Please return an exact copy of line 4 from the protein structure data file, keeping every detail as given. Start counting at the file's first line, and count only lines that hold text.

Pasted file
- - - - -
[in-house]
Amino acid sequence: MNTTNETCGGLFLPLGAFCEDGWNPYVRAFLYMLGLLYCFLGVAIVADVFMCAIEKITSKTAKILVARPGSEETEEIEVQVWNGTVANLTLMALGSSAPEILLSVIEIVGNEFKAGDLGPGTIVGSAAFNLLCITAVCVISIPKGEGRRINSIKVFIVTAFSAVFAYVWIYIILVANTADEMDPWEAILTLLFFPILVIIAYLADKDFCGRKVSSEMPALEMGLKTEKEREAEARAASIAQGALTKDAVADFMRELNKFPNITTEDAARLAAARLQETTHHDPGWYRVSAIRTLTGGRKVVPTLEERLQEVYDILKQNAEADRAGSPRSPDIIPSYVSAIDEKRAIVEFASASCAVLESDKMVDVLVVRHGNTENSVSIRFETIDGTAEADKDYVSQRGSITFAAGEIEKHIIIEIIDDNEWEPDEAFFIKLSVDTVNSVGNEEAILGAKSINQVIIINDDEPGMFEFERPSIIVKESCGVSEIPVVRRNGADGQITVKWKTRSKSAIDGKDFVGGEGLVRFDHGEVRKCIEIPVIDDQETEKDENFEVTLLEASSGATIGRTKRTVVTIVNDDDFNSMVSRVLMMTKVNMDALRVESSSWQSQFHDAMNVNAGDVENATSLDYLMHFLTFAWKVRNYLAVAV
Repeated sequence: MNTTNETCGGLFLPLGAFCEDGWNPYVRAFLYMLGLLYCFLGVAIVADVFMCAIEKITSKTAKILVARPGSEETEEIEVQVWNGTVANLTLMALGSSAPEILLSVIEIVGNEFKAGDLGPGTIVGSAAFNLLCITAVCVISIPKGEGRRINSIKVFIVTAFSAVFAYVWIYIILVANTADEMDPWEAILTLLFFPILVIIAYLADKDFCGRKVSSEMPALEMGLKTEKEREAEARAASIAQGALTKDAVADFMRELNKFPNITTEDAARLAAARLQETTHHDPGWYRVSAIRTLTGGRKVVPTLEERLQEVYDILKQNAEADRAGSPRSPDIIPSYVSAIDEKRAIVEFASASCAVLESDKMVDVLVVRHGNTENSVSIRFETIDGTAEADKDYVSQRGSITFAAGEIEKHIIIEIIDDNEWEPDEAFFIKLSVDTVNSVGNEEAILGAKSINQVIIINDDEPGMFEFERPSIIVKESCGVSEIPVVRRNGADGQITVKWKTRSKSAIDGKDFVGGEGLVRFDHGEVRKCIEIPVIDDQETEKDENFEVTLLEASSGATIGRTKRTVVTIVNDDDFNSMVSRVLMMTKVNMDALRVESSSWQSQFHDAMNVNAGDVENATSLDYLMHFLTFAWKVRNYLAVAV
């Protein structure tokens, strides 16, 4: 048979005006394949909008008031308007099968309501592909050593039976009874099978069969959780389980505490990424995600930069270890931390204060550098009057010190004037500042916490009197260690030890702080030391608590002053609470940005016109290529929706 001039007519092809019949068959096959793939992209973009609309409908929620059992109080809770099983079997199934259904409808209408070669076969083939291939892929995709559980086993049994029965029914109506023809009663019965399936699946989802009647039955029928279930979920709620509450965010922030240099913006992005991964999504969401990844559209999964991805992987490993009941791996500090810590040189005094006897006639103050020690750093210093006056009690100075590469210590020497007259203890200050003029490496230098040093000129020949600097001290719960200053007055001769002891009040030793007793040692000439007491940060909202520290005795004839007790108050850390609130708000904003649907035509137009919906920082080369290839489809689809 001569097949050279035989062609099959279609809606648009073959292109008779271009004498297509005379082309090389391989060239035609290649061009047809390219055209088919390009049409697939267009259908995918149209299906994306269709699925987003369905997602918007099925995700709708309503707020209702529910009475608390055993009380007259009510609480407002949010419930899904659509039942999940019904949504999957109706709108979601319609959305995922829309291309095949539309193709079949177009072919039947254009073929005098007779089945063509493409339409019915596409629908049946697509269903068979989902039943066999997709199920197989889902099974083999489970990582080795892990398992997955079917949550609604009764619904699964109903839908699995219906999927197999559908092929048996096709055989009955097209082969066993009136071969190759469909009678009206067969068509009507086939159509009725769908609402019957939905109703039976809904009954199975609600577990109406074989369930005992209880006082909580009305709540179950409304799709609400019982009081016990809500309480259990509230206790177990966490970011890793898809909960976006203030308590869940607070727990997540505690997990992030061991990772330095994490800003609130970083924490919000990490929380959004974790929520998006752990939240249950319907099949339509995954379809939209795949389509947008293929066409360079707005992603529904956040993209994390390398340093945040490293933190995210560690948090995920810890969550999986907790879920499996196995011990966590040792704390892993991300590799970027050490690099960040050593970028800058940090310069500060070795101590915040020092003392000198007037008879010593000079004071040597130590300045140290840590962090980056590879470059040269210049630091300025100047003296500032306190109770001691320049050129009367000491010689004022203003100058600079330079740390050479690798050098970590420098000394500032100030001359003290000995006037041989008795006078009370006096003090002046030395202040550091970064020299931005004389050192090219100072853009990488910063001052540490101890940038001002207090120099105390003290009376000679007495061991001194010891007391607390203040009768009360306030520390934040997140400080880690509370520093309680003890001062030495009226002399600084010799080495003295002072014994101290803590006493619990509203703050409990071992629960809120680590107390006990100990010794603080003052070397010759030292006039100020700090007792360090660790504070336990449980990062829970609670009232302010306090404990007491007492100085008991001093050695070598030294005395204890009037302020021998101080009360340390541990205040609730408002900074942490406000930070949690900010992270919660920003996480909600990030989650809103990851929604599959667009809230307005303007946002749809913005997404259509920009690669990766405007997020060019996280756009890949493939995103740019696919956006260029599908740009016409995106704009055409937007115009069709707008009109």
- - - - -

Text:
């Protein structure tokens, strides 16, 4: 048979005006394949909008008031308007099968309501592909050593039976009874099978069969959780389980505490990424995600930069270890931390204060550098009057010190004037500042916490009197260690030890702080030391608590002053609470940005016109290529929706 001039007519092809019949068959096959793939992209973009609309409908929620059992109080809770099983079997199934259904409808209408070669076969083939291939892929995709559980086993049994029965029914109506023809009663019965399936699946989802009647039955029928279930979920709620509450965010922030240099913006992005991964999504969401990844559209999964991805992987490993009941791996500090810590040189005094006897006639103050020690750093210093006056009690100075590469210590020497007259203890200050003029490496230098040093000129020949600097001290719960200053007055001769002891009040030793007793040692000439007491940060909202520290005795004839007790108050850390609130708000904003649907035509137009919906920082080369290839489809689809 001569097949050279035989062609099959279609809606648009073959292109008779271009004498297509005379082309090389391989060239035609290649061009047809390219055209088919390009049409697939267009259908995918149209299906994306269709699925987003369905997602918007099925995700709708309503707020209702529910009475608390055993009380007259009510609480407002949010419930899904659509039942999940019904949504999957109706709108979601319609959305995922829309291309095949539309193709079949177009072919039947254009073929005098007779089945063509493409339409019915596409629908049946697509269903068979989902039943066999997709199920197989889902099974083999489970990582080795892990398992997955079917949550609604009764619904699964109903839908699995219906999927197999559908092929048996096709055989009955097209082969066993009136071969190759469909009678009206067969068509009507086939159509009725769908609402019957939905109703039976809904009954199975609600577990109406074989369930005992209880006082909580009305709540179950409304799709609400019982009081016990809500309480259990509230206790177990966490970011890793898809909960976006203030308590869940607070727990997540505690997990992030061991990772330095994490800003609130970083924490919000990490929380959004974790929520998006752990939240249950319907099949339509995954379809939209795949389509947008293929066409360079707005992603529904956040993209994390390398340093945040490293933190995210560690948090995920810890969550999986907790879920499996196995011990966590040792704390892993991300590799970027050490690099960040050593970028800058940090310069500060070795101590915040020092003392000198007037008879010593000079004071040597130590300045140290840590962090980056590879470059040269210049630091300025100047003296500032306190109770001691320049050129009367000491010689004022203003100058600079330079740390050479690798050098970590420098000394500032100030001359003290000995006037041989008795006078009370006096003090002046030395202040550091970064020299931005004389050192090219100072853009990488910063001052540490101890940038001002207090120099105390003290009376000679007495061991001194010891007391607390203040009768009360306030520390934040997140400080880690509370520093309680003890001062030495009226002399600084010799080495003295002072014994101290803590006493619990509203703050409990071992629960809120680590107390006990100990010794603080003052070397010759030292006039100020700090007792360090660790504070336990449980990062829970609670009232302010306090404990007491007492100085008991001093050695070598030294005395204890009037302020021998101080009360340390541990205040609730408002900074942490406000930070949690900010992270919660920003996480909600990030989650809103990851929604599959667009809230307005303007946002749809913005997404259509920009690669990766405007997020060019996280756009890949493939995103740019696919956006260029599908740009016409995106704009055409937007115009069709707008009109």